Five years ago, Eastport resident Justin Krewson found himself flying down Bald Hill in Farmingdale on a wheeled luge sled, picking up much more speed than he intended to before a crash landing. It was a terrifying moment for the then 10-year-old, and insult was added to injury when his mother forced him to give it one more try. Krewson was taking part in a “Slider Search,” a series of events across the country, hosted by USA Luge, that introduce young athletes to the sport by teaching them to drive a wheel-equipped luge sled down a dry-land slalom course.
Krewson’s mother, Regina, didn’t want her son to end the day on a negative note. Her insistence that he give it one more try turned out to be a life-altering choice for the entire family.
Half a decade later, Krewson’s life basically revolves around luge. The sport has taken him out of traditional school and around the world, and along with his doubles partner, Tristan Jeskanen of Peru, New York, Krewson has realistic dreams of representing the United States in the Winter Olympics one day.
This winter, Krewson traveled all over Europe after he and Jeskanen were invited to race on the international world cup circuit at the junior level. Krewson began competing on the circuit in November and finished up less than a month ago, competing in a total of six junior world cup races and one junior worlds race. On the cup circuit, Krewson and Jeskanen, both 16, were up against other sliders in the youth age range, up to age 18. In the juniors worlds race, the competition was stiffer, as they were racing against more experienced sliders up to age 20. In that competition, held in Park City, Utah, on January 15 and 16, Krewson and Jeskanen held their own, finishing eighth overall.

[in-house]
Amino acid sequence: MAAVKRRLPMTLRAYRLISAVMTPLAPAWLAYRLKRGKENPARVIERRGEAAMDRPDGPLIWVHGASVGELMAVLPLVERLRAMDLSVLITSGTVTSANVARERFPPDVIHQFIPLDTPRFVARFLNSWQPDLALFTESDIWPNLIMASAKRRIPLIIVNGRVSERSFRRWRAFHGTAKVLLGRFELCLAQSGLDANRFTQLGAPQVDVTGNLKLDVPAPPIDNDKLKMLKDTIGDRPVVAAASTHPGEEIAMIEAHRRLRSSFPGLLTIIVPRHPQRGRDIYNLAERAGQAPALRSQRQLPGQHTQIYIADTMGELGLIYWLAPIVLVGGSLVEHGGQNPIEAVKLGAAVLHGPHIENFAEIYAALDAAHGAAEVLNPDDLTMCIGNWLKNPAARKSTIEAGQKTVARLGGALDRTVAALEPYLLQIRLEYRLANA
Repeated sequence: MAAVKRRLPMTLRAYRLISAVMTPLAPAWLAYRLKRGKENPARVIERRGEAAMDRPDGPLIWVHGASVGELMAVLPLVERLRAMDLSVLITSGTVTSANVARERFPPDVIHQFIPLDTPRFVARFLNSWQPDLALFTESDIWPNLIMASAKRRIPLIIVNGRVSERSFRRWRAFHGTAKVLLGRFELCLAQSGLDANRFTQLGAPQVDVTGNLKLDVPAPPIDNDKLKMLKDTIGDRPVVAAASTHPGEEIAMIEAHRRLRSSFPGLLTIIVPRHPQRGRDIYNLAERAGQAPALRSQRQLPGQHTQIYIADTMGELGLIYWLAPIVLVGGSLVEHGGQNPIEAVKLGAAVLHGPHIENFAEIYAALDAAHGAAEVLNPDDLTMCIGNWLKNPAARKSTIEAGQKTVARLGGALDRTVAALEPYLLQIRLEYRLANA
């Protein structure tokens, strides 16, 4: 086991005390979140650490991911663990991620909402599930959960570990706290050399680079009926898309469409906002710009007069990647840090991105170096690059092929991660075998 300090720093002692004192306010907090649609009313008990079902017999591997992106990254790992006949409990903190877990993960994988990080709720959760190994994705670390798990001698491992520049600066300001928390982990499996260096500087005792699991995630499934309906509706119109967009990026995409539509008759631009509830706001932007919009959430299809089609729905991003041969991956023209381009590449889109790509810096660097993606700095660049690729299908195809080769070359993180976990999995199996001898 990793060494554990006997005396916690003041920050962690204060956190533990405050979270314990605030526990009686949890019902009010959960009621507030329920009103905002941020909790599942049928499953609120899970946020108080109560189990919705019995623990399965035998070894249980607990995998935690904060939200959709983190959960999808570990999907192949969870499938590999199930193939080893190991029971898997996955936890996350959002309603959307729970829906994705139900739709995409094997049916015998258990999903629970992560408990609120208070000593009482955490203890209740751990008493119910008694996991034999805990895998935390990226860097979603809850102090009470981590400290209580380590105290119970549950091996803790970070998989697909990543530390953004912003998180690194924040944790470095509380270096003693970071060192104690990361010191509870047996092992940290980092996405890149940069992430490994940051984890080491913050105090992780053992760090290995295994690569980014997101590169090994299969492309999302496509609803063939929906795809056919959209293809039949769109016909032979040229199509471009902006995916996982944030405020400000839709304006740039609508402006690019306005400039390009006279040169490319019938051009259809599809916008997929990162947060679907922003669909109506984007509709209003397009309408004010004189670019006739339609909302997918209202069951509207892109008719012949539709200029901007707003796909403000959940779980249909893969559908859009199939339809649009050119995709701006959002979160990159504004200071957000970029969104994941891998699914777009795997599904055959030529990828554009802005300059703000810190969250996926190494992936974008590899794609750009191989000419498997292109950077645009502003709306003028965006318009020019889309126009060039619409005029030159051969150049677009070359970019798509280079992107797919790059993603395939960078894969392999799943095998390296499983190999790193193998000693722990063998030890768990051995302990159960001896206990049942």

On the cup circuit, Krewson and Jeskanen finished third overall among the 13 international doubles teams.
Making A Transition
Krewson began his luge career on a singles sled, but was moved to doubles and paired up with Jeskanen in April of 2012. Krewson is the top man on the sled, meaning he lays partially on top of Jeskanen, with his back to Jeskanen’s chest, although Krewson does have a “seat” on top of the front ridge of the sled. Krewson said it was “tricky” to explain how two sliders work together on a doubles sled, but said that he gives signals to Jeskanen concerning when to steer and how to move the sled.
“He has more steering power than I do because he’s closer to the sled,” Krewson said. “But he can’t really see.”
Krewson also summed it up this way: “People say that driving a doubles sled is like driving a bus, and a singles sled is more like a sports car.”
Making the transition to doubles is a move that Krewson and his family hope will pay dividends in the future. Krewson admitted that most luge athletes prefer to fly solo, but he said that being part of a doubles team is “a faster road to success.”
So far, it’s working out well for Krewson and Jeskanen. Krewson said that he and Jeskanen are a good fit because they have similar sliding “styles,” but both Krewson and his father, Steve Krewson, said the two have very different personalities.
“Tristan is more of an extrovert and Justin is more of an introvert,” Mr. Krewson said.
Mr. Krewson said that the transition to the doubles sled has been good for his son, and he was encouraged by what the USA Luge coaches said was the motivation behind their decision to move Krewson to doubles.
“They indicated that being chosen to be a top driver on a doubles sled was a big achievement,” he said, pointing out that the USA’s only Olympic medalist in luge—Mark Grimmette—was the top driver on a luge doubles sled.
Fred Zimny, the junior national team coach, has been working with Krewson since that fateful day in Farmingville, and said that Krewson seemed to have a natural affinity for the sport from the beginning.
“He had good position on the sled and good control initially, and if we don’t have to teach that, we’re ahead of the game,” Zimny said in a phone interview last week.
Zimny said that Krewson and Jeskanen’s ability to finish third in their first season on the world cup circuit was impressive.
“It was a challenge for those guys,” he said. “Just starting doubles, it’s not easy in the best of circumstances, and every week they were at a brand new track having to learn the track in just 10 runs. For them to finish third overall was fantastic.”
Zimny added that Krewson’s personality has helped him advance quickly in the sport, in addition to any natural talent he already possessed.